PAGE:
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PlayStation Mobile to close in September

Sony's content platform for mobile devices will be gone less than three years after launch

Sony Computer Entertainment is preparing to close down PlayStation Mobile after less than three years.

The PlayStation Mobile store will no longer distribute any content as of July 15, 2015. Existing customers will be able to re-download any content they own after that point, but only using a new authentication process, That, too, will end on September 10, 2015.

On that same day, "PlayStation Mobile for Android" will no longer be available for download. The app allowed the owners of certified Android phones to access PlayStation Mobile games, and its impending obsolescence was clear back in August last year.

The service was launched in 2012 as a platform for PlayStation and indie games on mobile devices from a range of different partners. It also served as a bridge between those devices and the PlayStation Vita, with many developers creating content for both platforms.

"[We're] ensuring that anything that is offered on this platform is of proper PlayStation quality and that people feel comfortable and safe that they are not going to inadvertently stumble upon any of the junk that exists in that wider marketplace," SCEs Jim Ryan told us at the time.

"It's a significant business challenge because it's our brand that's at risk here and it's our responsibility as a platform holder in multiple directions to ensure we do that. Can we be completely laissez faire? I don't think so because then we'll end up just like all the rest and that can't happen."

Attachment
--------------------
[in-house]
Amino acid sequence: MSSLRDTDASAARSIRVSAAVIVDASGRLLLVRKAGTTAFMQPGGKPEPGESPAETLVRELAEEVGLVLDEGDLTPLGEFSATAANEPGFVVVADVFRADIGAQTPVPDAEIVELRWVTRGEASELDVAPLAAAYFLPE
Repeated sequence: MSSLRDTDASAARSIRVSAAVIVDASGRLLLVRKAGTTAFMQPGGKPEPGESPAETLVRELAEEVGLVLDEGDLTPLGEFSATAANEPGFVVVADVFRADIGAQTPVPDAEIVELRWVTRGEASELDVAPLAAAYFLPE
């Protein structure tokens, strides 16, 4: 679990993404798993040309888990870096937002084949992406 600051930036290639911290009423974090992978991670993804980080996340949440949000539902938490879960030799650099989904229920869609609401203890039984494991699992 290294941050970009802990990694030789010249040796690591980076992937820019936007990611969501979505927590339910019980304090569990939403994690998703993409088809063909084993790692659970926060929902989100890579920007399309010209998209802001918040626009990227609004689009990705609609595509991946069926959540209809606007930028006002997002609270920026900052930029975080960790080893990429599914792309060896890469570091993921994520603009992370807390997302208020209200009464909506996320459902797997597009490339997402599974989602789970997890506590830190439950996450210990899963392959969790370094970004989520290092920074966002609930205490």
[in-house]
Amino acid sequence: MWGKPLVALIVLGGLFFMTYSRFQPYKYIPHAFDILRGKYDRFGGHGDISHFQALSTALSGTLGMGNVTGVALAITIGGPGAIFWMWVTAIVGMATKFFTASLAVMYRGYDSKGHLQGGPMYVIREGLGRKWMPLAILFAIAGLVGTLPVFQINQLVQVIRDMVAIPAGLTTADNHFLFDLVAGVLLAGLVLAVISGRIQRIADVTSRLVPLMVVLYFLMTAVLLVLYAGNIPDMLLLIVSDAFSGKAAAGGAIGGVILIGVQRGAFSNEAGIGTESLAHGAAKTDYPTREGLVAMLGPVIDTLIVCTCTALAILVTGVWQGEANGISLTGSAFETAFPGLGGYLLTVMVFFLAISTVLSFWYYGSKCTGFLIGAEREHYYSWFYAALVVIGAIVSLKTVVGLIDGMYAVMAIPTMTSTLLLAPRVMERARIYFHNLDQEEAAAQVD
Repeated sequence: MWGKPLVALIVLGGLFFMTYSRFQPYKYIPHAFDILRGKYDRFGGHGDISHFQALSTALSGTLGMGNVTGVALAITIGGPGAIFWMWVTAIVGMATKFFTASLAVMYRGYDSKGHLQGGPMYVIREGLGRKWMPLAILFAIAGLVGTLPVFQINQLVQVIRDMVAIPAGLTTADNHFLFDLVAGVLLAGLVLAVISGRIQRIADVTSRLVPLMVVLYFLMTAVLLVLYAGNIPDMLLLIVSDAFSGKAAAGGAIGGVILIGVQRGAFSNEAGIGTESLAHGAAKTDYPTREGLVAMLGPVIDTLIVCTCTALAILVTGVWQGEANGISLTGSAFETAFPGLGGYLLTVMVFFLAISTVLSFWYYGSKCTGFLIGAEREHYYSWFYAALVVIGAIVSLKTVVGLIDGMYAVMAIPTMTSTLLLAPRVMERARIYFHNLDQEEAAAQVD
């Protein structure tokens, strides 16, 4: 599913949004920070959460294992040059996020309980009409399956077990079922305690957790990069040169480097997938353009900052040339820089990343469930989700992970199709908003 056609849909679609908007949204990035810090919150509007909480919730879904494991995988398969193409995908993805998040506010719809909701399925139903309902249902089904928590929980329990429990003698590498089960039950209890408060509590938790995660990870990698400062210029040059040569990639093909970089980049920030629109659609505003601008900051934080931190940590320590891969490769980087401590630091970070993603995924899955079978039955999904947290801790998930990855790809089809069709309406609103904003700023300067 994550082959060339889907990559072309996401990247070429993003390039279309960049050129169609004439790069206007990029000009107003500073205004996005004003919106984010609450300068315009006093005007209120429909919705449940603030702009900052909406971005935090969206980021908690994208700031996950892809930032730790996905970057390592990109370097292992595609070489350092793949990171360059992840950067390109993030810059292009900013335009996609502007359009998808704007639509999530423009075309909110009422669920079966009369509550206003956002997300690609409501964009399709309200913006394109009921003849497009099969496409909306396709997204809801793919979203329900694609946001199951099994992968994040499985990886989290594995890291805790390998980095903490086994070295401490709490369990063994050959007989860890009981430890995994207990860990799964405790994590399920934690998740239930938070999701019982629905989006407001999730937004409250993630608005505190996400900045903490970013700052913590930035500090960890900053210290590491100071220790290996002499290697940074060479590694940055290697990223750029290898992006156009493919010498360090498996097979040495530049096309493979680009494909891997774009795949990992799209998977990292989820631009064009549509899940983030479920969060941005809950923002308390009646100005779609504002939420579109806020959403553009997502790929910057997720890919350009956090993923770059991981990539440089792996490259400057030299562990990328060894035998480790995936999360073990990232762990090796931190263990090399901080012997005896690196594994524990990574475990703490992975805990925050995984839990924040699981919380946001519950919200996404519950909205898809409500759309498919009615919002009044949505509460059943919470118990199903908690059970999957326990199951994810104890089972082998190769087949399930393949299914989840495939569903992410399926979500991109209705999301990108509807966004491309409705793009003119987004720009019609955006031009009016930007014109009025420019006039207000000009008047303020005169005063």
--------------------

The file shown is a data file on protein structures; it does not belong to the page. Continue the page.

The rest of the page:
While Sony didn't harm the PlayStation brand, Ryan also mentioned another goal: to build the PlayStation ecosystem "everywhere" and tap into a huge new audience of gamers. In that respect, the success of PlayStation Mobile is questionable indeed.

A factor in this decision may be the way the mobile market has changed since the middle of 2012. When PlayStation Mobile first launched, every single available game was a premium download, ranging in price from around $1 to as much as $10. Even for a company the size of Sony, it's clear that mobile, as it currently exists, is a hostile environment for that model, and it would take a significant investment to be competitive with the leading free-to-play titles.

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Matthew Handrahan avatar
Matthew Handrahan: Matthew Handrahan joined GamesIndustry in 2011, bringing long-form feature-writing experience to the team as well as a deep understanding of the video game development business. He previously spent more than five years at award-winning magazine gamesTM.
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